Tyson's mental edge for him is more about him knowing he is prepared to win. The opponent doesn't matter quite as much as people make it out to be. Tyson knew he would be met with an opponent that was bigger then him; stronger than him; even an opponent that could take his best shot and wouldn't back up. Tyson trained for that. He said it himself. That's why he trained as a "boxer" and not just some brawler. His attitude was eventually he would get to you no matter what you throw at him or how you feel; he'll get you.

Bully: he was aggressive. How else was he supposed to fight...especially fighters that are bigger than him?
Was Frazier a bully?
How about Jack Dempsey?
Rocky Marciano?
Roberto Duran?

I just want to see which fighters we want to just throw the "bully" label on.

Now if you want to give time periods of Tyson being a "bully"...OK...maybe I'm fine with that.

Point with size: These are PRO FIGHTERS. The problem I have with "bully" in boxing is that it is link to much with the school-yard bully who beats up on some small nerdy kid. Tyson was not only smaller than most of his opponents, he wasn't always stronger either. They were also trained Fighters so he wasn't taking advantage of them like the little old ladies Atlas said Tyson used to rob in the streets. That's why he trained. To beat other trained fighters ready to kick his ass.
He needed a certain edge to stand up to them since they usually were bigger, stronger, and fully matured. So he used a trained aggressive style.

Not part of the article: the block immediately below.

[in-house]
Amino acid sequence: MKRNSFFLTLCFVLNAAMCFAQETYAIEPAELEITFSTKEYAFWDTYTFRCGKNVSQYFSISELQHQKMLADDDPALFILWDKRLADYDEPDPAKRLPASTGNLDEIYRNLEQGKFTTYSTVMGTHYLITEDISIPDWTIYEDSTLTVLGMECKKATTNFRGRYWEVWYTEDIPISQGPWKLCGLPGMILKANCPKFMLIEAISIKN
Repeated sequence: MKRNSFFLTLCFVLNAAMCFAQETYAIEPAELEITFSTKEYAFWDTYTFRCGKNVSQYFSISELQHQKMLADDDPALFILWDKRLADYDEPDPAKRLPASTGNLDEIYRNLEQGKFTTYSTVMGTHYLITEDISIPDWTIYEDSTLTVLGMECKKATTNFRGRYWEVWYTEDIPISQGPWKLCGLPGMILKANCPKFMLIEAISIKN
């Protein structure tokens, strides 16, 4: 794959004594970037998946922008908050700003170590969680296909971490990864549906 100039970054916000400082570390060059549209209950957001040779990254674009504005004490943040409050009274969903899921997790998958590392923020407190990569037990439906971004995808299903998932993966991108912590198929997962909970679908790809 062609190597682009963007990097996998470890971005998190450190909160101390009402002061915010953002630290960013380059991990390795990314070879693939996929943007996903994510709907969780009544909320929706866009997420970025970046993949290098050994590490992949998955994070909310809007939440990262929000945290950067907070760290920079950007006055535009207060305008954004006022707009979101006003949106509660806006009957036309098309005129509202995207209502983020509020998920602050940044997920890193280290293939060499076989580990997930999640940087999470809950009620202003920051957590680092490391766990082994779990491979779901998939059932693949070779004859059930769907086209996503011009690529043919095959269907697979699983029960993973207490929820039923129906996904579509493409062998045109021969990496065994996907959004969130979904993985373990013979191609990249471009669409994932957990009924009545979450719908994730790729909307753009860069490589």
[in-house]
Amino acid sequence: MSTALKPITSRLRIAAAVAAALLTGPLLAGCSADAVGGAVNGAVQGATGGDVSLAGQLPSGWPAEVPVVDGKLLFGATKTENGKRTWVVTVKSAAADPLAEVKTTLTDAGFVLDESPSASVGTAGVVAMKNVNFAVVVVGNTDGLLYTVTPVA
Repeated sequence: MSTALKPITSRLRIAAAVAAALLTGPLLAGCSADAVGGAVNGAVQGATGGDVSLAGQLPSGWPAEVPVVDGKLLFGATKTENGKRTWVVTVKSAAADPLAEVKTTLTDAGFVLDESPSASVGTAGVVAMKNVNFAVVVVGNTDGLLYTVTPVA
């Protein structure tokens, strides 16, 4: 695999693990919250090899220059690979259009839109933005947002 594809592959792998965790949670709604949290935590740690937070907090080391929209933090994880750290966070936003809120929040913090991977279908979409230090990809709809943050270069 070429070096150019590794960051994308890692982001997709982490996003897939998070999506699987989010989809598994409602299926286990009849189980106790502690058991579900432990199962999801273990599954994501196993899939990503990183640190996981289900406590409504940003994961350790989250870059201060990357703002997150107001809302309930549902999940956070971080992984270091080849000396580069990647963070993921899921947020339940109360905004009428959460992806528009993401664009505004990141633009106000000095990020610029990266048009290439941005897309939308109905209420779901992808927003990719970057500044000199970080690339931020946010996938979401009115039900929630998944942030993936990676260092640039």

If you want, I can even say Ali was a "bully" with the way he treated his opponents if we want to make the word so broad.


__________________________________________________ ____________

Benny Leonard
04-02-2010, 12:47 AM
I think your over-estimating Ali's mouth. There are quite a few fighter's who didn't play along with Ali's verbal antics and got smoked. Also I think Frazier didn't take Ali's verbal jousting very well and he did as good as any fighter did against the post-prime Ali.

I was over-stating it to make a point.

People believe to much of this crap that they are fed: Stand up to the bully and you will win. So I wanted to prove a point with Ali as well since he used words to influence how his opponents fought. Even if they became angry, the fought harder and when they fought harder, the made mistakes and burnt out quicker...like Foreman.

But would it be so simple to just close off your ears to Ali and you win?
HELL NO.

Ali can talk all the **** he wants to me and not let it effect me. I may even rip him back and I can be harsh with words. But would that change the fight if I would get in the ring with him?
HELL NO. He is 6'3, strong, solid chin, fast as lightning...and is a ****ing Great Boxer. He would beat the **** out of me. I'm more concerned with what Ali can do as a Boxer/Fighter than what he says before the damn match.

Same with Tyson. I can laugh right in the face of Tyson (even though it wouldn't be a good idea). Not care one bit of him trying to stare me down. And I can talk trash right back to his face. When the bell rings, go right after him and show him I'm not scared to fight him. Would that matter? Hell NO. He would **** me up.

"I don't try to intimidate anybody before a fight," Tyson said. "That's nonsense. I intimidate people by hitting them."